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'Red' Howard, Veteran Police Officer, Dies

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‘Red’ Howard, Veteran Police Officer, Dies

Long Illness Fatal To Sergeant Who Retired In 1947

By David M. Reed

Sgt. Marland Glen Howard.,70, retired veteran of more than 40 years of service with the Ann Arbor Police Department, died at 3 o'clock this morning at his home, 410 W. Washington St.

"Red" Howard, whose massive, six-foot-two-inch frame and ruddy smiling (but firm-lipped) visage were known to thousands of University students as well as the great majority of Ann Arbor citizens, had been in failing health since his retirement from active police duty in September of 1947.

On his retirement Sgt. Howard laid aside the police harness he had worn for four decades with the words, "It’ll seem funny — being out of uniform."

It's probable that the "funny" feeling stayed with him. Since the death of his wife, in 1943, he had taken much more comfort in his cottage at Crooked Lake than in. the house on W. Washington St. where he and Mrs. Howard had lived together for nearly 40 years. Yet his job remained his anchor.

Honored By Friends

On the occasion of his retirement — a time of special ovation accorded by Red's many friends throughout the city and county—the veteran police officer summed up his own feelings In the simplest of statements.

"Retirement they call it." said Red, “and retirement It's going to be—for three months or so. That's the amount of time I aim to take for a good rest."

Red had his rest, but he never grew accustomed to being back in “civvies" again. Though his voice boomed as cheerfully as ever on sunny days when he strolled the downtown streets to be greeted by his host of friends, there was something touching about seeing the old policeman out of uniform.

As a matter of fact, Red was so closely identified with his past function that actually he may be said to have kept on with his job to the very end of his life. He was a commanding figure, and he never ceased commanding respect for the law—In the best and most practical sense of the phrase.

Marland Glen Howard was born Dec. 8, 1878, in Saline, a son of John Linus Howard, an Irish produce merchant who moved to Ann Arbor when Red was a small child, and settled his family in a house on Hiscock St.

German-Speaking Irishman

The neighborhood was occupied mainly by Bavarian families, and the Irish youngster found his brogue of little use In communicating with the German-speaking children of parents born abroad. He adjusted promptly and soon was spouting Deutsch like a native of Munich rather than a second-generation product of the Emerald Isle.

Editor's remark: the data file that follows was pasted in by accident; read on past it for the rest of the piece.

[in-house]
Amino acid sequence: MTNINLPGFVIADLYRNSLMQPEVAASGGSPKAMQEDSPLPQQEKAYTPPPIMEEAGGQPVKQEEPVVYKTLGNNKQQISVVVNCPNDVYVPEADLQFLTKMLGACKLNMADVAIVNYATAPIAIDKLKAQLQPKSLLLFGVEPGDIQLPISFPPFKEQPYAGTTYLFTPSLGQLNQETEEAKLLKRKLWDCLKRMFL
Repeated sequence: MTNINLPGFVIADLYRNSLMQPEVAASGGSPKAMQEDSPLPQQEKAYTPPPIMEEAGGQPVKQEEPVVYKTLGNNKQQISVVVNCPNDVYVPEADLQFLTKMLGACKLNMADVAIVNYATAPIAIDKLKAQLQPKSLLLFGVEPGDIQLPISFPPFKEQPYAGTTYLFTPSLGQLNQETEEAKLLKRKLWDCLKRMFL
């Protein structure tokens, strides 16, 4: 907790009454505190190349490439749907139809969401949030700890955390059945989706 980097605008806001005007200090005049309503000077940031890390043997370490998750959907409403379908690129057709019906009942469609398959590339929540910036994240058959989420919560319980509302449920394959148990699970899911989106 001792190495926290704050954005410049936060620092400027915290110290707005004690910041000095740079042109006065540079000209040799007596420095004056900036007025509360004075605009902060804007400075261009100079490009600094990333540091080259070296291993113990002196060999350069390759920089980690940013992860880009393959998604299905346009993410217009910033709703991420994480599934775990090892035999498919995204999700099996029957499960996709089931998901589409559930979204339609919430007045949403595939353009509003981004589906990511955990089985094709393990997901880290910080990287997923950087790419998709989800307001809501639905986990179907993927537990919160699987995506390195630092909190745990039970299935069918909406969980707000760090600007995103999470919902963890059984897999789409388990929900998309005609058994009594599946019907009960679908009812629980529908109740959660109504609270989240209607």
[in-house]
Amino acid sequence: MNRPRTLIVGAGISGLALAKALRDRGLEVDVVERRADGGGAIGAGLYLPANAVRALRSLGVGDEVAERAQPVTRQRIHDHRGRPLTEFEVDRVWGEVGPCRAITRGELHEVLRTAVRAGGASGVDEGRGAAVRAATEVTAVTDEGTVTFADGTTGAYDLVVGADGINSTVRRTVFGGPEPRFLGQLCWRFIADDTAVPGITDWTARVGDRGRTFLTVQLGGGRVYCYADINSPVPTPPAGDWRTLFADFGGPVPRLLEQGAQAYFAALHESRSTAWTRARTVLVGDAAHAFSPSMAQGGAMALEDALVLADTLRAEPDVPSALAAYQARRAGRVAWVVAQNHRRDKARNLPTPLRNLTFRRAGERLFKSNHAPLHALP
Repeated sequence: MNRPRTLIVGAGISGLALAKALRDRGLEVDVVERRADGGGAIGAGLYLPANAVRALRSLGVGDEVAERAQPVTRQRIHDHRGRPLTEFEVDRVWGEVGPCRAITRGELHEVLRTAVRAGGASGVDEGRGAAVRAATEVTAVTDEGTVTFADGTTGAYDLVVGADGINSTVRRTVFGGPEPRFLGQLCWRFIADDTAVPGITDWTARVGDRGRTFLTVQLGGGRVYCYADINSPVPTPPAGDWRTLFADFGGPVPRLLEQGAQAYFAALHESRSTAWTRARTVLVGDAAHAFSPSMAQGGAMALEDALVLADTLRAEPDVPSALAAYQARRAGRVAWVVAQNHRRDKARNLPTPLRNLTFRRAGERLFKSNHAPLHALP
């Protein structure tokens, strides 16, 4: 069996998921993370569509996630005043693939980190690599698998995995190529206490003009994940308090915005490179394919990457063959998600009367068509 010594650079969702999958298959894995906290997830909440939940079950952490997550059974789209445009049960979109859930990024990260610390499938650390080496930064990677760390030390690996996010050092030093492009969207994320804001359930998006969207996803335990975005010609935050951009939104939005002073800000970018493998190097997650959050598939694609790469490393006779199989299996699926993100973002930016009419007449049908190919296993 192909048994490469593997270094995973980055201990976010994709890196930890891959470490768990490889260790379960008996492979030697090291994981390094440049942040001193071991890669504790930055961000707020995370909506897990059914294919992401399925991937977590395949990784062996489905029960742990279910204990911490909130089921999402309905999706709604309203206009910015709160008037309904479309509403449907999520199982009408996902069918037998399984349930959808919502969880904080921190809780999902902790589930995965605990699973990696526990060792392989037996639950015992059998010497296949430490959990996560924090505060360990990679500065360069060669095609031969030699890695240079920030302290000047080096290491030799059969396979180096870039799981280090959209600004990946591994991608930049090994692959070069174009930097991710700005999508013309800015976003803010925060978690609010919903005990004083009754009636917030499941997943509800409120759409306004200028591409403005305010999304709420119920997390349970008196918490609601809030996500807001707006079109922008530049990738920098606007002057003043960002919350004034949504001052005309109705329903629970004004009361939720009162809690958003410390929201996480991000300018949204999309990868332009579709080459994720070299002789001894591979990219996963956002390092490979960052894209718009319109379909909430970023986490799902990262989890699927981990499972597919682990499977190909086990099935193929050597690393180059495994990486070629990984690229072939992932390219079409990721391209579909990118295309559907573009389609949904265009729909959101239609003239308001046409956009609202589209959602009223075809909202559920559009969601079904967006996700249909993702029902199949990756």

He retained this facility, and throughout his life periodically gave listeners cause for astonishment at hearing a red-headed Irishman converse fluently in German.

In 1889, Red quit school and took the first of the three jobs he held in more than a half-century of continuous work.

At the age of 11, he started a nine-year term of employment at the old Miller & Smith Grocery at Catherine and Main Sts. His second job, at which he remained for another nine years, was with the C K. Godfrey Moving Co. In the meantime, in 1903, he married Rose Galligan, who died in 1943, shortly before the 40th anniversary of the couple’s wedding.

Two daughters and two sons were horn to Red and Mrs. Howard. They are Rosanna, now Mrs. Thomas Ingram, Mary Ellen, now Mrs. Wayne Dwyer; Edward, and Marland Howard, jr., all of Ann Arbor.

It was In September of 1907 that the then 29-year-old Red Howard accepted an appointment as a special policeman. His impressive figure and even temper were well adapted to his work, and within a short time he was serving full-time In the job he held down for 40 years.

Sergeant in 1937

In July of 1937, Red passed a milestone In his police career that he seldom mentioned, but of which he was rightfully proud. It was at this time that he assumed the rank of sergeant and laid aside the patrolman’s badge that he had worn for upwards of three decades.

His advancement never relegated him entirely to a desk, however. He remained active as a training officer, and in his last days on the job spent most of his time “indoctrinating" newcomers on the Ann Arbor Police Force.

Besides his children, Sgt. Howard is survived by a sister, Mrs. Luella Hardy of Ann Arbor, and a brother, Emerson Howard of Windsor, Ont. Seven grandchildren also survive.

Sgt. Howard was a member of St. Thomas Catholic Church, and was affiliated with the Benevolent and Protective Order of Elks.

Funeral services will be at 9 o'clock Friday morning at St. Thomas Church. Burial will be in Forest Hill cemetery.

Friends may call at the Muehlig Chapel, where the Rosary will he recited at 8 o’clock Thursday evening.

Illness Fatal

Sgt. Marland Glen (Red) Howard, who served as an Ann Arbor policeman for 40 years before retirement in 1947, died early today after a long illness. He was 70 years old.